Spreadsheet Risk – What’s wrong with spreadsheets?

2011-12-01

What’s wrong with spreadsheets?

Let me start by asking two very simple questions. Are spreadsheets a problem to your organisation? How do you know?

It’s not uncommon for company directors and department managers to rely on spreadsheets when running their business. You may know some yourself. And whilst for the majority this works well, when spreadsheets go wrong the impact on the business can be catastrophic. This report highlights some of the issues and remedial actions that can be taken to mitigate the risks presented by End User Computing.

There is a huge litany of sources highlighting the risks of using spreadsheets where checks and controls one might typically expect to see in a business critical process are absent. By way of example, the European Spreadsheet Risk Interest Group or EuSpRIG has been compiling some of the most hard hitting stories for years. If you get time then please read EuSpRIG’s article “89 Spreadsheet horror stories“. It makes for interesting but strangely uncomfortable reading. You’ll begin to get the idea of just how bad it can get.

From my own experience, I would say that spreadsheet risks are overlooked. No one believes it’s going to happen to them and as has been seen in the run up to our most recent economic downturn, human nature dictates that we ignore the risks when the going is good. No one wants to be the person to rain on the parade, if you pardon the metaphor. And whilst a near miss is usually enough to prompt action, it doesn’t have to be this way. As an internal audit manager you have the power to highlight risks, and steer action accordingly. What you do in your role, makes all the difference. So what can you do?

Why is it such a problem?

End user computing is the single most problematic area of audit. Sitting outside the control framework means that spreadsheets aren’t covered by general computer controls, nor are they covered by any application controls testing. External audit teams who come to rely on spreadsheets should be able to verify the data independently, or perform their own investigation to verify its contents. Simply reviewing one monthly spreadsheet in a year isn’t enough to cover a period. They need to be checked substantially.

The types of error include:

  • input errors – where the wrong figures have been input
  • logic errors – where the wrong formulae are used, or the wrong values are added
  • interface errors – where data from other applications is brought down incorrectly; plus others

But as an internal audit manager, why should I care? As a responsible member of your company’s internal audit function your remit should include operational and performance issues. If it were my responsibility, I would want to know the extent to which the business relies on spreadsheets and the risks that poses to it as a going concern. If you don’t do anything audit of spreadsheets presently, then please give it some consideration. Spreadsheets represent a significant weakness in any process.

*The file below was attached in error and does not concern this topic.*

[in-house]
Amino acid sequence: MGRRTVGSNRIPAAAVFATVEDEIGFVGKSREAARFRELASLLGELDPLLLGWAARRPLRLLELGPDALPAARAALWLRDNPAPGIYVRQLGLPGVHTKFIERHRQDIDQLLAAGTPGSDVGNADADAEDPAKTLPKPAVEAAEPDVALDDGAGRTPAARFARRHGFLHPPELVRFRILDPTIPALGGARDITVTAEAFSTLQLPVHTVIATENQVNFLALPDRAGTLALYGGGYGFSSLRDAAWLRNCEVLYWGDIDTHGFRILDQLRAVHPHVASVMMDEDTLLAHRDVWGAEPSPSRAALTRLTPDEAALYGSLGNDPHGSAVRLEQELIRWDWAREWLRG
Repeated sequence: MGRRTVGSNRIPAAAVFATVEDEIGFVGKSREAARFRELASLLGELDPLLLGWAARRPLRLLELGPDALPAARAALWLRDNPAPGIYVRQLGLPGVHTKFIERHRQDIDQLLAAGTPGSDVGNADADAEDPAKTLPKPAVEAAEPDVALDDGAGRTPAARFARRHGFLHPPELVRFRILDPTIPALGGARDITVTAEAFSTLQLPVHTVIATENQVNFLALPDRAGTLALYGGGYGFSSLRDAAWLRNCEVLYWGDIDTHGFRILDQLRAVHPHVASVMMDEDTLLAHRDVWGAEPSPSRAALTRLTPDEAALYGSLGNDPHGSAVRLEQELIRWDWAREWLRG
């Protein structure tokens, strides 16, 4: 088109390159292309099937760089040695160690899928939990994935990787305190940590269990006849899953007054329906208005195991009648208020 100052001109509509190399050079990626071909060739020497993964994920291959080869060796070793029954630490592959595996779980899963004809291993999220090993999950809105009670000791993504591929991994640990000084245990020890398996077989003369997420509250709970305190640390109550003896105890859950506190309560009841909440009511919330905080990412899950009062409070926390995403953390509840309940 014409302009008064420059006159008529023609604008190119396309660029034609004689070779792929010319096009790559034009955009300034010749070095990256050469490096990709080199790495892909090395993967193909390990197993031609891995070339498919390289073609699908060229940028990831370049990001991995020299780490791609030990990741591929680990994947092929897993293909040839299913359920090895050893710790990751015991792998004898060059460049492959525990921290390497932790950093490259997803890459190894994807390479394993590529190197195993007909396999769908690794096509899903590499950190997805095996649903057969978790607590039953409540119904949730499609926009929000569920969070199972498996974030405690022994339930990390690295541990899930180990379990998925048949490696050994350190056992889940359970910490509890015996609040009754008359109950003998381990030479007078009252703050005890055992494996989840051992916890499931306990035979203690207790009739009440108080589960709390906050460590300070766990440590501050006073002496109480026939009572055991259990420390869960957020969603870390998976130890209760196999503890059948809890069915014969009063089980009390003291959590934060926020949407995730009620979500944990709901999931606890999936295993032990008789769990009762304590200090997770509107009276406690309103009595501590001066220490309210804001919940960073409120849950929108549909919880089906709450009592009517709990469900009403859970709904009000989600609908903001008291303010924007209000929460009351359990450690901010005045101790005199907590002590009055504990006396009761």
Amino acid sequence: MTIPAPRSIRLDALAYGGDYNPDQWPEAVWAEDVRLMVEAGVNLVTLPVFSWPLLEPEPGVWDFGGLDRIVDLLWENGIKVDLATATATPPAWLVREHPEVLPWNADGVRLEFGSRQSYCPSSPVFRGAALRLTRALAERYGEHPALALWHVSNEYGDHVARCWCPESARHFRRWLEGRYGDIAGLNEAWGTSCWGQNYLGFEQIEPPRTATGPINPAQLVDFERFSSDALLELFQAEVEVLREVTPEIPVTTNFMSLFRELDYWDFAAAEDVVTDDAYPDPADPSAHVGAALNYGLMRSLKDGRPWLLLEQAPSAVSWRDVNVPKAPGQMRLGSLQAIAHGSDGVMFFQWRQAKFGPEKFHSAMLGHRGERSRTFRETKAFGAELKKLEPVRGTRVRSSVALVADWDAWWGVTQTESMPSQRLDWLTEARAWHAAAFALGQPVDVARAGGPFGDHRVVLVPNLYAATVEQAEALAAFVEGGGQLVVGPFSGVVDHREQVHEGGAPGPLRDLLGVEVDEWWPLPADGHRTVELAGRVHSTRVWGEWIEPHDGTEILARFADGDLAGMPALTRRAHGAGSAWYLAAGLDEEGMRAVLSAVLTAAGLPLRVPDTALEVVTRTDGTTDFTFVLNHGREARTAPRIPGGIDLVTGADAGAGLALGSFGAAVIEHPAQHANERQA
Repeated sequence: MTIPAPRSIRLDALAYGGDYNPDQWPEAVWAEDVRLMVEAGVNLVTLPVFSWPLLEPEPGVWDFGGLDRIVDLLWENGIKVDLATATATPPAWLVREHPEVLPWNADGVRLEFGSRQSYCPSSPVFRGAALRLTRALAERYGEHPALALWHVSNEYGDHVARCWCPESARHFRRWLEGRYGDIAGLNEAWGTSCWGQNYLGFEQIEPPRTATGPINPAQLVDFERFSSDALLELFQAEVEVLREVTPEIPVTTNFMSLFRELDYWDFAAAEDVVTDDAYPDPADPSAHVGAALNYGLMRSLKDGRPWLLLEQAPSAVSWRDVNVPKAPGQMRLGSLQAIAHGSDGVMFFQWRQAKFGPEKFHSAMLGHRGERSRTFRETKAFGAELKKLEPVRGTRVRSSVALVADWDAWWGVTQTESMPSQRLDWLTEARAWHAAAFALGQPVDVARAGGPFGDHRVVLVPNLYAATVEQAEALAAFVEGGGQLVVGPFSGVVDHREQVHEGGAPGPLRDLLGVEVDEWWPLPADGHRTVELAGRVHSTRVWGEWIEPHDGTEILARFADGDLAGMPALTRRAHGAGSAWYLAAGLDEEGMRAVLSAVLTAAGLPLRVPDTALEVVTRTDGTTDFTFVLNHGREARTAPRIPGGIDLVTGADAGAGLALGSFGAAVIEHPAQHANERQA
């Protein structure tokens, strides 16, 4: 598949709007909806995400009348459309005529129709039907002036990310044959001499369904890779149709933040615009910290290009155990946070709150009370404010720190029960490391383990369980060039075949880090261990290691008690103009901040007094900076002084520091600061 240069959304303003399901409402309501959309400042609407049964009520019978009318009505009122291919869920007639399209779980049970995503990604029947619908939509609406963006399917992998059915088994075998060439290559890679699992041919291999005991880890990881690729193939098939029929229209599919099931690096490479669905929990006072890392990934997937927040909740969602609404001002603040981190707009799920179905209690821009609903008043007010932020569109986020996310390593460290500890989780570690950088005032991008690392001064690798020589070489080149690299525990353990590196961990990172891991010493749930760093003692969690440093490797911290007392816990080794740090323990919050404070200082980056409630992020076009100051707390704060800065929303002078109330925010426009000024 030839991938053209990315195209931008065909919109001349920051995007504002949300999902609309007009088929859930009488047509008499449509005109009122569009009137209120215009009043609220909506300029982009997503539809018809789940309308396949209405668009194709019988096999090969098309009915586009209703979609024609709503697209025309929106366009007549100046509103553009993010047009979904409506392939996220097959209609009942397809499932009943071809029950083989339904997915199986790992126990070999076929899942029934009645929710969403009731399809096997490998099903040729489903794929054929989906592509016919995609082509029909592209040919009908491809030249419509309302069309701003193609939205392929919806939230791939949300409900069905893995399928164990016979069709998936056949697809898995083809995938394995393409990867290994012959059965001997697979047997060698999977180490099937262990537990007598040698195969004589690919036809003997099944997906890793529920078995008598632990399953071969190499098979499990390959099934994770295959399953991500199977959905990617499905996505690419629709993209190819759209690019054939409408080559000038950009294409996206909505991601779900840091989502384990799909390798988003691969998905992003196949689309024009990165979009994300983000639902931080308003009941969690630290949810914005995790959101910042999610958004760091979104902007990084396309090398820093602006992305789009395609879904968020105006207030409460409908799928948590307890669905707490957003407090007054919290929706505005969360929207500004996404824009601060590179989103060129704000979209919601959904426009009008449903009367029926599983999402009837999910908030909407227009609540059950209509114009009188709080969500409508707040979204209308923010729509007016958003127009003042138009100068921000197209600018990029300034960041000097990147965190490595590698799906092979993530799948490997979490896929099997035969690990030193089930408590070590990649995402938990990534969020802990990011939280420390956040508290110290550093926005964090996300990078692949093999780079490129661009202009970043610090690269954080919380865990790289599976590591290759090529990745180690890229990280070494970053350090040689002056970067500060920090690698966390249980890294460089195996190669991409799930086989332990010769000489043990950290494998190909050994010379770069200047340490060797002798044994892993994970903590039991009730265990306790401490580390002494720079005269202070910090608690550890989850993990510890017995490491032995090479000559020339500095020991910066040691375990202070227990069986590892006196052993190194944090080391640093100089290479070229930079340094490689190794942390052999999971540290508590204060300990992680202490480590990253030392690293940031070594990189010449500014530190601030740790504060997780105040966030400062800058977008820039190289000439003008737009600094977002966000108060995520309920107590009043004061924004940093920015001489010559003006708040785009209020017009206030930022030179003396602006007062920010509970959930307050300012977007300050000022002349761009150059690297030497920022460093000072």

My organisation has tens of thousands of spreadsheets – how can I possibly sort this out?

A sweep of your disk drives will invariably identify tens or possibly hundreds of thousands of spreadsheets created in your organisation. Many will be old and archived, some may be duplicates that have been distributed via email, some may simply be tea rosters, or lists and catalogues of staff absence. In fact there are many, many reasons why someone might want to create and keep a spreadsheet. And that is fine. The vast majority of this can be ignored. Crucially however, we need to isolate from the mire, those spreadsheets which are business critical applications. Business critical apps impact on the business directly; on the accounts, operations, or finance; spreadsheets which, if incapacitated, would stop the business in its tracks, or at the very least lose it significant amounts of money. As a responsible internal audit function, we need to locate them and put them under the businesses control. But how?

Finding business critical spreadsheets can be difficult, but there are some very effective techniques. I’ve found that requests for information can fall on deaf ears but… with the blessing of management there are ways to acquire this information but they won’t always make you popular. If you’re interested then why not drop me a line? Subjectivity makes quantifying the importance of your spreadsheets a personal thing. But, thinking about what constitutes an application critical in your business will make the job easier. If the outputs of your spreadsheet affect operations, finance, or are needed for regulatory compliance then there’s an excellent chance they will be critical. But don’t be afraid to rule something in if you’re unsure. Consider what makes a spreadsheet risky, see below, and apply some common sense. You’ll find it works wonders.